The number of people who want to discover every nook of Spain has increased. They look for beautiful landscapes, as well as historic and artistic beauties. Furtheremore, these travel destinations are never crowded since they are not popular. Sometimes they are so close to a main city that they have gone unnoticed.
The tiny Ea is not only the village with the shortest name in Spain, but also the narrowest. It barely has one or two streets parallel to the little river that gives it its name. Everything is tiny and charming in Ea. It has a tiny port that only carries water when there is high tide. The biggest boat there is less than four metres long. Fisherman in Ea must make the most of the tide since if they they fall behind, then they will not have enough water to put into port. Its very narrow beach is also a challenge when tide rises. As it is really flat and deep, bathers must take their towels and belongings in several occasions to move out of the way of the water.
This village located in Albacete is one most inaccessible areas in Spain. Yeste is squeezed between the reservoir of Fuentesanta, the Natural Park of Cazorla y Segura and the famous Calares del Mundo y de la Sima Park. However, it is in the opposite side of the most popular entrance of this latter park: Riópar. Thus visiting the Calares from this side is less popular. Yeste is in a hillside where it dominates a wide and fertile plain. Thanks to its involuntary isolation, it has kept its border fortress (with the Emirate of Granada) as well as an amazing architecture, contours and settlers.
San Martín de Trevejo (Cáceres)
In Sierra de Gata in Cáceres there is one of the most forgotten villages in Spain. It is even less popular than its neighbour village of Hurdes. San Martín de Trevejo is located in a corner between Portugal and Salamanca. That is, more than one hundred kilometres far away to the closest motorway. The isolation of the village has developed a own dialect named Fala. Its settlers from Galicia and León are the ones who have developed the village. Moreover, it has been enriched by its vicinity with Portugal. The typisch architecture from the area, its etnografic singularity and its feeling of peace make of it a very special place.
The impressive ruins of Moya shows the power of one of the largest and wealthiest feudal estates of the east coast. It was founded in the 13th century to protect the border with the Taifa kingdom of Valencia. At that time, Moya became an unassailable fortress. Far from communication routes and situated in the mountain with a strong climate, the village is stuck in the past. It has already lost all its inhabitants. Therefore it has become a perfect example of what is happening in the rest Spain right now.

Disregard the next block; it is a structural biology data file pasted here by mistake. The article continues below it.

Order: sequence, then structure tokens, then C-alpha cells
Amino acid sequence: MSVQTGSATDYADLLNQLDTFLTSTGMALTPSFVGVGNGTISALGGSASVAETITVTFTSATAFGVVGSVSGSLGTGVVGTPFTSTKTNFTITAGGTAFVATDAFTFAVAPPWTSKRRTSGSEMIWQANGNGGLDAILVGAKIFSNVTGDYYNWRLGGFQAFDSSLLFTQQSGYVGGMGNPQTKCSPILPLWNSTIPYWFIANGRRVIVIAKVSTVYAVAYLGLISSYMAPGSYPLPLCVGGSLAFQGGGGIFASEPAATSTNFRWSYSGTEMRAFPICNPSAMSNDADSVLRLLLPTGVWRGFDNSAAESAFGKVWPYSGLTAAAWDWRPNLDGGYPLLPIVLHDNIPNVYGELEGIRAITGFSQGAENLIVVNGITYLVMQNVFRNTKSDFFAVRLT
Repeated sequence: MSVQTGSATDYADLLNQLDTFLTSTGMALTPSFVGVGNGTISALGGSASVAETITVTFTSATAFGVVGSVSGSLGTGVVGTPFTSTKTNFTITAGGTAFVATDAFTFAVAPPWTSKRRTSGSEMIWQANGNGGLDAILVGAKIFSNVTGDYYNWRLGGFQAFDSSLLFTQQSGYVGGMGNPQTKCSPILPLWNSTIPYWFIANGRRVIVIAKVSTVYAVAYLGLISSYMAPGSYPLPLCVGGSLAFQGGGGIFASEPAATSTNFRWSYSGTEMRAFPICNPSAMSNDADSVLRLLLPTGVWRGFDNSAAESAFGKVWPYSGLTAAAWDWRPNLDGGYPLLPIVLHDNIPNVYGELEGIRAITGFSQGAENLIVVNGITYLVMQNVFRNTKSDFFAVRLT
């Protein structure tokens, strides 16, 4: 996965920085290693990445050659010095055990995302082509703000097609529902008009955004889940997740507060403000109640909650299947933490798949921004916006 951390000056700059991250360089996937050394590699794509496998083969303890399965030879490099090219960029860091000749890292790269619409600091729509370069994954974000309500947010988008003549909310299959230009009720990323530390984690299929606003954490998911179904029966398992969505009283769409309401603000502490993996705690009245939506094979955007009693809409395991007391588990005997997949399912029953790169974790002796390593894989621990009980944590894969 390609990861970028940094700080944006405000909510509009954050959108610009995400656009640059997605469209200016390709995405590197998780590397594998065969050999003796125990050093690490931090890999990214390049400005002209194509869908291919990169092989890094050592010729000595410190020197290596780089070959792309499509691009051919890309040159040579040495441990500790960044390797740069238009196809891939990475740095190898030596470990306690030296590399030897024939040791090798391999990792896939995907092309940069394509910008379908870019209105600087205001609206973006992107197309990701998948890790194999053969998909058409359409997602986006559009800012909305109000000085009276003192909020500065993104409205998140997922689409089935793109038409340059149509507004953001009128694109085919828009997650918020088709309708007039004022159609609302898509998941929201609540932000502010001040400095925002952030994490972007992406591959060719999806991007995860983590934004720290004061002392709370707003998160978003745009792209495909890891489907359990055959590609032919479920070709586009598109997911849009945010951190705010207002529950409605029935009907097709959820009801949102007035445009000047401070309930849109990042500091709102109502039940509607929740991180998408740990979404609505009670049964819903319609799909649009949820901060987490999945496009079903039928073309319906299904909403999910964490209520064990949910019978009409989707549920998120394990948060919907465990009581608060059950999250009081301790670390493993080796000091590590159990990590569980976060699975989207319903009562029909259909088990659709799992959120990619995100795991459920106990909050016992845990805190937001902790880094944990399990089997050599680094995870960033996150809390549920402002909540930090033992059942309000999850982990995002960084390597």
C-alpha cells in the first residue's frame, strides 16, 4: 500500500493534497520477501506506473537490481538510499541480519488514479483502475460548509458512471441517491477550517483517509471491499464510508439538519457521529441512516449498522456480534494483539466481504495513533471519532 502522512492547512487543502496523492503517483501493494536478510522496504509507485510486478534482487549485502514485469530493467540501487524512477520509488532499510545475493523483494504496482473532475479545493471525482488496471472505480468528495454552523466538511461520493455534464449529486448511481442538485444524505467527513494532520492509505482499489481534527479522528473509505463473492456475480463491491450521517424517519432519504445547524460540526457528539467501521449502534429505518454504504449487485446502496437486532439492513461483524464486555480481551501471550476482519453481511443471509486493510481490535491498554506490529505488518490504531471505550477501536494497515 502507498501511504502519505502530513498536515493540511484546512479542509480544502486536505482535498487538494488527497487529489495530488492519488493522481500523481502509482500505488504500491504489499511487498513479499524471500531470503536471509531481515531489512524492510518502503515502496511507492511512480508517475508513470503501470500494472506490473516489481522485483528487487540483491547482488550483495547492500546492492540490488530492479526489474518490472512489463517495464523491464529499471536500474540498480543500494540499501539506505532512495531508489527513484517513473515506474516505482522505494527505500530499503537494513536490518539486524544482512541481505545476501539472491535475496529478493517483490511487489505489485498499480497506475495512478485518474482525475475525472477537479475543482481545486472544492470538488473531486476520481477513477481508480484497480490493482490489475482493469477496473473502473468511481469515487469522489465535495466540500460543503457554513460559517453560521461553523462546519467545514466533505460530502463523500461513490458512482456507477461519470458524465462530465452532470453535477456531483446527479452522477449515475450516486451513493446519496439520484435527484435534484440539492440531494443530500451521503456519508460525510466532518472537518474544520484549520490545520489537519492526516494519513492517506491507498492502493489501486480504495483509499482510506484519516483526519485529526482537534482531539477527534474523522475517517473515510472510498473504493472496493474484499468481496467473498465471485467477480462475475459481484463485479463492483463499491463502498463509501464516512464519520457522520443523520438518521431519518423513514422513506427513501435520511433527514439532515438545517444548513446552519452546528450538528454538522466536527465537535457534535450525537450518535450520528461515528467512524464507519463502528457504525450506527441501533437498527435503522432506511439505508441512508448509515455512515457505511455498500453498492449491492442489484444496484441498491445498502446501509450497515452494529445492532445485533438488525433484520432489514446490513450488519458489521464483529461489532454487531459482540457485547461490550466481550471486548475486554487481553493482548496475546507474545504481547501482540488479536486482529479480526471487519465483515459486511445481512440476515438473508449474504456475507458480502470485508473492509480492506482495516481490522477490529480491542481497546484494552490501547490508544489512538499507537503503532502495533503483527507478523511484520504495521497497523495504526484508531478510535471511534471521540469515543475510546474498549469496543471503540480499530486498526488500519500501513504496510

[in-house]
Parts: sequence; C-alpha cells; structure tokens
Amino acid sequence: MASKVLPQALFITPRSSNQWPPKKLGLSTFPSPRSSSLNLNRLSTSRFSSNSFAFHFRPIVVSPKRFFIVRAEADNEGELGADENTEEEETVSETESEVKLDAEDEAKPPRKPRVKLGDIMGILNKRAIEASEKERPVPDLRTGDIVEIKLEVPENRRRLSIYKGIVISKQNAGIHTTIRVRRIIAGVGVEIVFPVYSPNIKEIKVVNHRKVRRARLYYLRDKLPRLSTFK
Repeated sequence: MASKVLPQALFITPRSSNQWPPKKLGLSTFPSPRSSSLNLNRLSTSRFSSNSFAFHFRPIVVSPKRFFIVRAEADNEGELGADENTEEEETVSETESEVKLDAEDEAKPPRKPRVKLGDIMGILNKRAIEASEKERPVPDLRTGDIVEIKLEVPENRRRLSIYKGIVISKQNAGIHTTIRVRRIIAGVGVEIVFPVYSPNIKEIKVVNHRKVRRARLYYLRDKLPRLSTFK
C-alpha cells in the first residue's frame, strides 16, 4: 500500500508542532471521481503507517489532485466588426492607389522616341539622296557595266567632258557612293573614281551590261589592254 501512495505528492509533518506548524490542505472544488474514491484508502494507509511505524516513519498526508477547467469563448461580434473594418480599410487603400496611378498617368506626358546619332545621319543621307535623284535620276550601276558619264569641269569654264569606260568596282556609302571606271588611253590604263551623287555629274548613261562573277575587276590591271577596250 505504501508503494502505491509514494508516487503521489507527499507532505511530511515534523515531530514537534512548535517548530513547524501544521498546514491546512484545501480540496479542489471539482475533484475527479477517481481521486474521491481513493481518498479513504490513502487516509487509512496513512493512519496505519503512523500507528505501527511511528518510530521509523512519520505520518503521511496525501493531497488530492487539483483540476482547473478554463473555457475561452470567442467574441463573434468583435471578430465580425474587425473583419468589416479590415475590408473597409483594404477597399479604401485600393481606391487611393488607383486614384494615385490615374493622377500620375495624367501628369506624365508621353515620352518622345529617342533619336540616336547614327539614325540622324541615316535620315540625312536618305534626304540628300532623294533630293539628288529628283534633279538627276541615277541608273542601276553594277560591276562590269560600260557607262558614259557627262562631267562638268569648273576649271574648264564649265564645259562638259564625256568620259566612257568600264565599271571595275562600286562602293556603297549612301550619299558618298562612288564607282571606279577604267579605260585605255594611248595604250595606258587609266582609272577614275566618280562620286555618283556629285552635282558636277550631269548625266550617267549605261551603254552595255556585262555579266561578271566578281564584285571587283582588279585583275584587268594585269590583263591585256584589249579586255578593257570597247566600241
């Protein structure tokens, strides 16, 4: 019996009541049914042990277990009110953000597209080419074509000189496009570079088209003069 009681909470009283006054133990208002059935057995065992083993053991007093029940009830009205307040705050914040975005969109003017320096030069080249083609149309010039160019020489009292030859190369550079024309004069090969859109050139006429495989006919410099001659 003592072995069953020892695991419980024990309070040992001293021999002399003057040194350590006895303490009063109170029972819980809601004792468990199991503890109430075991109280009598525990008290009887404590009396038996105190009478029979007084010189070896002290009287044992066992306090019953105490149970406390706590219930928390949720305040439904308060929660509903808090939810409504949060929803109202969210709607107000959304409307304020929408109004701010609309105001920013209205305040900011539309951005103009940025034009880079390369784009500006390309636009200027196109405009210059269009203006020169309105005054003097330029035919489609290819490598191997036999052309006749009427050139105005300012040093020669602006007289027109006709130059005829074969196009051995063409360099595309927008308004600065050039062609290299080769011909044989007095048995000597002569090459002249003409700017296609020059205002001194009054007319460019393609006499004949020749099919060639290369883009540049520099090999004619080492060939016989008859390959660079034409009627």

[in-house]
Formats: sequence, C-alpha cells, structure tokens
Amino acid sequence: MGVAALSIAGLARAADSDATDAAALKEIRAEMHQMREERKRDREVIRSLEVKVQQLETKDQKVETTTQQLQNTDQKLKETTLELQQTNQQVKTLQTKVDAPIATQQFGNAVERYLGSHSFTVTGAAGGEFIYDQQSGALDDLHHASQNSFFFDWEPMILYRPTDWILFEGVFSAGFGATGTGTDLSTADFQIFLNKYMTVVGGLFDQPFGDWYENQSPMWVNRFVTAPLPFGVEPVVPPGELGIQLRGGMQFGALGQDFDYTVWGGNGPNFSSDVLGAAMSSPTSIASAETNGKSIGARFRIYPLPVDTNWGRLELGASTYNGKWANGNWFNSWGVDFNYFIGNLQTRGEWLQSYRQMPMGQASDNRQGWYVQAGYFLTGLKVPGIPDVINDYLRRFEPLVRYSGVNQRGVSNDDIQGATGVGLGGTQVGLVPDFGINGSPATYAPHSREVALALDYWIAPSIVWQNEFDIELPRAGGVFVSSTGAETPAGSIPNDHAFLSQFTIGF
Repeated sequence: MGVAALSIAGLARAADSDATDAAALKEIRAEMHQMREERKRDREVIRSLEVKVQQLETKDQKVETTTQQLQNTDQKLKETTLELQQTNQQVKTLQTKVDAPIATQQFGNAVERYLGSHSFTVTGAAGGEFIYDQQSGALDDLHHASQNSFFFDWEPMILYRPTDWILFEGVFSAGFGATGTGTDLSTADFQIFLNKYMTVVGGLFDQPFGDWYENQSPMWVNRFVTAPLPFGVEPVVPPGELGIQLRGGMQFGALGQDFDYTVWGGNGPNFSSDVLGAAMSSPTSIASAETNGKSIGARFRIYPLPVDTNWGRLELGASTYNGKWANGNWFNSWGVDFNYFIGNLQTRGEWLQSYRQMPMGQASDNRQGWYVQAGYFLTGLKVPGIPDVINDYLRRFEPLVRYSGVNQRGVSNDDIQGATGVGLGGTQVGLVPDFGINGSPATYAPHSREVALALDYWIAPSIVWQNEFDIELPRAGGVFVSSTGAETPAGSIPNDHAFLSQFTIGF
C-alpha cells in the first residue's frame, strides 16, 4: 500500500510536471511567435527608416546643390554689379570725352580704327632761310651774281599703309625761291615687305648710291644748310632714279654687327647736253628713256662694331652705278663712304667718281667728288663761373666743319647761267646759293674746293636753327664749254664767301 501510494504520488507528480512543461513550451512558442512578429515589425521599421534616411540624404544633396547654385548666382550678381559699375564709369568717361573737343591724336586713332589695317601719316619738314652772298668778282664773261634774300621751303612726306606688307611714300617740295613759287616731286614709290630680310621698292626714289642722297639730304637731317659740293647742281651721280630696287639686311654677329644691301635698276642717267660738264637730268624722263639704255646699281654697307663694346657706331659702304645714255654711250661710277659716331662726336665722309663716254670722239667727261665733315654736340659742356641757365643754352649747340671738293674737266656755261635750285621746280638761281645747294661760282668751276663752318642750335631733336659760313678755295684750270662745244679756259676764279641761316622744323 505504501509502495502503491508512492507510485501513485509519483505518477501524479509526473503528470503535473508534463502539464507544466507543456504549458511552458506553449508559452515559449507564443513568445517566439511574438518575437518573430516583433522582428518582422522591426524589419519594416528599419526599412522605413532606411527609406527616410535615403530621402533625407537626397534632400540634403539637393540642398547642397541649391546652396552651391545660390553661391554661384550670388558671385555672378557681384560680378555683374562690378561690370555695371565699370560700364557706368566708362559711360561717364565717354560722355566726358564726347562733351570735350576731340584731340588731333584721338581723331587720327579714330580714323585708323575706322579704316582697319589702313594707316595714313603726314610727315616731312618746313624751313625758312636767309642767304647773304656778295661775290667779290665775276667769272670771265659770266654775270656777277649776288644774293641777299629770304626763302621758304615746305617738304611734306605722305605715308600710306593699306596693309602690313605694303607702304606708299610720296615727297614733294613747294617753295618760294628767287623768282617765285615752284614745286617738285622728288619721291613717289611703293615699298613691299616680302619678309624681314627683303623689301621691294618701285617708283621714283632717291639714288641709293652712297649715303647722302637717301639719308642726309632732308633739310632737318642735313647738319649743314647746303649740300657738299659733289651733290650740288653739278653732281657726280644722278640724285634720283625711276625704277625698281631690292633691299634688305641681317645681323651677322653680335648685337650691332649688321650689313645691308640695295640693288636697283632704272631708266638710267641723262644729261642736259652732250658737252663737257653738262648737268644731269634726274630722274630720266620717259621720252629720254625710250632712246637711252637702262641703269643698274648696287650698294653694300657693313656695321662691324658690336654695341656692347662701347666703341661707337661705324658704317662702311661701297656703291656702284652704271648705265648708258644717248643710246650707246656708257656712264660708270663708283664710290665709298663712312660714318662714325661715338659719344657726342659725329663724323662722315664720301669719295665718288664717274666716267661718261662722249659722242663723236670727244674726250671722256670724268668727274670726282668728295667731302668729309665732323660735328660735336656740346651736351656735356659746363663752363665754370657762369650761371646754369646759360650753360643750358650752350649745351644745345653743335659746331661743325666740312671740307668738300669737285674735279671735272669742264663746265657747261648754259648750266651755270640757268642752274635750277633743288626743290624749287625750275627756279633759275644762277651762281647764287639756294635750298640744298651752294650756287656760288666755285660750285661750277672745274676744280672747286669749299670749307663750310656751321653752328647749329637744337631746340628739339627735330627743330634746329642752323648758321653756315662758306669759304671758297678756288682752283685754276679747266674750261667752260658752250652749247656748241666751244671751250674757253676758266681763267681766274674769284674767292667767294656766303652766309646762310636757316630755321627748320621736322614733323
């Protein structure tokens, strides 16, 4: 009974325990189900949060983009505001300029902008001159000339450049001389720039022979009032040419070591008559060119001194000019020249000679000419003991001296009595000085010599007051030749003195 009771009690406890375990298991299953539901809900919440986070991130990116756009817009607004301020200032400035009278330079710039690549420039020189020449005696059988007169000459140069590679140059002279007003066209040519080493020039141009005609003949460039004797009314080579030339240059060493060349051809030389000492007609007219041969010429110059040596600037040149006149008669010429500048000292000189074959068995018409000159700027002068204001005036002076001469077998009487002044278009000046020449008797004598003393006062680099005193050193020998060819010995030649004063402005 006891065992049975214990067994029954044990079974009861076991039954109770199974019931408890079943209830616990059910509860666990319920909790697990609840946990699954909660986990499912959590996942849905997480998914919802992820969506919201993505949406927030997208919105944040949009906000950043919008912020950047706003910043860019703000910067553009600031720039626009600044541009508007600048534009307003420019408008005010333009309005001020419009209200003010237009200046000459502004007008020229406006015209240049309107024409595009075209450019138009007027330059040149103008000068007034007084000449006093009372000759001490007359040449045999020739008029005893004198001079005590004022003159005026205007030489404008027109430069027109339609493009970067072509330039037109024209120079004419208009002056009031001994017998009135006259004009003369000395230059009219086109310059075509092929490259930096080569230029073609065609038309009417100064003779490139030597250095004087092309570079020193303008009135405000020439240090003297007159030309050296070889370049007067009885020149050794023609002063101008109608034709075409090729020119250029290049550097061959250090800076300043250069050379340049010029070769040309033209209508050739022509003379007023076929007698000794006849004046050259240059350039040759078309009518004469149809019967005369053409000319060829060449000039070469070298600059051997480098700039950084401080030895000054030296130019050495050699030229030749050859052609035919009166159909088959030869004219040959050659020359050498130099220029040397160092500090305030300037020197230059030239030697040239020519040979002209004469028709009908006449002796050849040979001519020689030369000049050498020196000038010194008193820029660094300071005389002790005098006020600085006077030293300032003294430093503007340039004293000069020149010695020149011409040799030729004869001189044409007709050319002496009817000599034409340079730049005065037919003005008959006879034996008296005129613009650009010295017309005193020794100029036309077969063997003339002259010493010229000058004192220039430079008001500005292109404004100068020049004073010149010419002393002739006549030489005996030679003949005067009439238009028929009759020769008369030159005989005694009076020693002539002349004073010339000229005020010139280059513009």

In a remote location of the Valley of Ribagorza (Huesca) is Roda de Isábena. It is one of the places where Reconquer began. This stronghold became the smallest episcopal see in Spain during the High Middle Ages. Furtheremore, it was a coveted military objective for the armed retinue of the Taifa kingdom of Lleida. Far from the main roads and without natural parks around, it currently survives as a exquisite and tiny place of pilgrimage. Lovers of Romanesque art and medieval story are the only ones who still visit this small town.
San Martiño de Mondoñedo (Lugo)
San Martiño de Mondoñedo is a small village in Lugo that holds the oldest basilica in Spain. It was the episcopal see of the popular Bispo Santo and a prosperous village to become part of the Northern Way to Santiago. However, its fate was sealed in 1112. At that time, queen Urraca of León decreed to move the residence of its bishop to the nearby Mondoñedo. As a result, pilgrims head directly from Ribadeo to Mondoñedo. The absence of trade and pilgrims condemn the city to be forgotten, but it avoid its basilica to be modify. That is why it has kept its original shape). Nowadays the basilica is visited by experts of the Romanesque art as well as pilgrims doing the Camino along the coast (Ribadeo-Foz-San Martiño-Mondoñedo).
Berlanga de Duero (Soria)
In the foothills of the Sistema Central, on the south of the waste land known as ‘Desierto del Duero’, is located Berlanga de Duero. It is in the middle of a medieval communication road. Its traffic mainly comes from the tourism sightly revived because it is part to the route known as ‘Camino del Cid’. Among its attractions is the stunning fortified area and the proximity to a mysterious Mozarab chapel of San Baudelio, an amazing building. This village is also a perfect place to try the traditional local cuisine at a good price.
By Ignacio Suárez-Zuloaga